Berkshire will not do as well as it has in the past and size is a factor
OK. We now have a short seller in a first, I believe, at any meeting, Doug Kass.
Thank you, Warren and Charlie. Thanks for this unusual invitation. I’m honored, and I look forward to playing the role of Daniel in the lion’s den in front of 45,000 of your closest friends and greatest admirers.
You can bring your own crowd next year.
I would note, you have me asking the last question in the group, though.
My first question is a follow-up to Carol Loomis’s first question. Warren, it’s said that size matters.
In the past, Berkshire has purchased cheap or wholesale. For example, GEICO, MidAmerican, your initial purchase of Coca-Cola.
And, arguably, your company has shifted to becoming a buyer of pricier and more mature businesses, for example, IBM, Burlington Northern, Heinz, and Lubrizol. These were all done at prices, sales, earnings, book value multiples, well above your prior acquisitions and after the stock prices rose.
Many of the recent buys might be great additions to Berkshire’s portfolio of companies; however, the relatively high prices paid for these investments could potentially result in a lower return on invested capital.
You used to hunt gazelles. Now you’re hunting elephants. As Berkshire gets bigger, it’s harder to move the needle.
To me, the recent buys look like preparation for your legacy, creating a more mature, slower- growing enterprise.
Is Berkshire morphing into a stock that has become to resemble an index fund and that, perhaps, is more appropriate for widows and orphans, rather than past investors who sought out differentiated and superior compounded growth?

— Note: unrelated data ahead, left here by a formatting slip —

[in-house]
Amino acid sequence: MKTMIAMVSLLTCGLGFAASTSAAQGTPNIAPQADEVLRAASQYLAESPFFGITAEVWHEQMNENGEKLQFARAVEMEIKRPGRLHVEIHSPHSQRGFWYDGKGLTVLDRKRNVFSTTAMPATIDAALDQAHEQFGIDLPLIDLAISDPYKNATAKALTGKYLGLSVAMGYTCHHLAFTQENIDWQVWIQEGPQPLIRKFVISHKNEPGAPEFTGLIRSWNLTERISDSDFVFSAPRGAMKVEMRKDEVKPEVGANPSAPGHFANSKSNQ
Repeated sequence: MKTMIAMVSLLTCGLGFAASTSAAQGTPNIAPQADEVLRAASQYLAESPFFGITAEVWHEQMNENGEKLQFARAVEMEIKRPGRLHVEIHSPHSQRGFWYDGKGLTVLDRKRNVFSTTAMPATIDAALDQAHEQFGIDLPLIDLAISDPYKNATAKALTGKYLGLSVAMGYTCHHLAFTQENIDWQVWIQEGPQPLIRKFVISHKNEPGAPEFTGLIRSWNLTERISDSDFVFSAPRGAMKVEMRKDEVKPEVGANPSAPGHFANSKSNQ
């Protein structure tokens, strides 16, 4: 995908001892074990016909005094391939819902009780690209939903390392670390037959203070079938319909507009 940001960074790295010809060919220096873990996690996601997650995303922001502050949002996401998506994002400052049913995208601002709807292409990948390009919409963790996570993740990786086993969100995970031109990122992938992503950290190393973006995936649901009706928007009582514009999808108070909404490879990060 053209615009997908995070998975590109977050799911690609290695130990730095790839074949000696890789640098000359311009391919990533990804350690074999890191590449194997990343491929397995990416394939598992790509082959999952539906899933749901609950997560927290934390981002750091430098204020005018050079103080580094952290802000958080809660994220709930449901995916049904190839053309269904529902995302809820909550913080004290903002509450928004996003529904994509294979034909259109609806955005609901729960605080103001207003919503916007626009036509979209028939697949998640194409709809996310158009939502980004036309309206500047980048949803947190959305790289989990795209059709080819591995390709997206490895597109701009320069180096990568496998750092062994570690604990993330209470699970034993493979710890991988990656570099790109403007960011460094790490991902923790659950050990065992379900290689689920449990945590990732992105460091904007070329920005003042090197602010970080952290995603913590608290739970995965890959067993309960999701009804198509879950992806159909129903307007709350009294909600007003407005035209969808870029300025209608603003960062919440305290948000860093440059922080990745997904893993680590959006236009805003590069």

Yeah. There’s no question that we cannot do as well as we did in the past, and size is a factor.
Actually, the… it depends on the nature of markets, too. We might… there will be times when we’ll run into bad markets, and sometimes there our size can even be an advantage. It may well have been in 2008.
But there… I would take exception to the fact that we paid fancier prices in some cases than, say… in GEICO, I think we paid 20 times earnings and a fairly-sized… good-sized… multiple of book value.
So we have paid up… partly at Charlie’s urging… we’ve paid up for good businesses more than we would have 30 or 40 years ago.
But it’s tougher as we get bigger, I we’ve always known that would be the case.
But even with some diminution from returns of the past, they still can be satisfactory and we are willing… there’s companies we should of bought 30 or 40 years ago that looked higher priced then, but we now realize that paying up for an extraordinary business is not a mistake.
Charlie, what would you say?
Well, we’ve said over and over again to this group that we can’t do as well in percentage terms per annum in the future as we did in our early days.
But I think I can make the short seller’s argument even better than he did, and I’ll try and do that.
If you look at the oil companies that got really big in the past history of the world, the record is not all that good.
If you stop to think about it, Rockefeller’s Standard Oil is practically the only one, after it got monstrous, continued to do monstrously well.
So, when we think we’re going to do pretty well in spite of getting very big, we’re telling you we think we’ll do a little better than the giants of the past. We think we’ve got a better system.
We don’t have a better system than riding up oil, you know, but we have a better system than most other people.
Yeah. In terms of the acquisitions we’ve made in the last five years, I think we feel pretty good about those and… overall… and, obviously, including the Heinz.
We are buying some very good businesses.
We actually, as we pointed out, we own eight different businesses that would each be on the Fortune 500 list if it was a separate company, and then in a few months, we’ll own half of another one, so we’ll have eight-and-a-half, in effect.
Well, you haven’t convinced me yet to sell the stock, Doug, but keep working.
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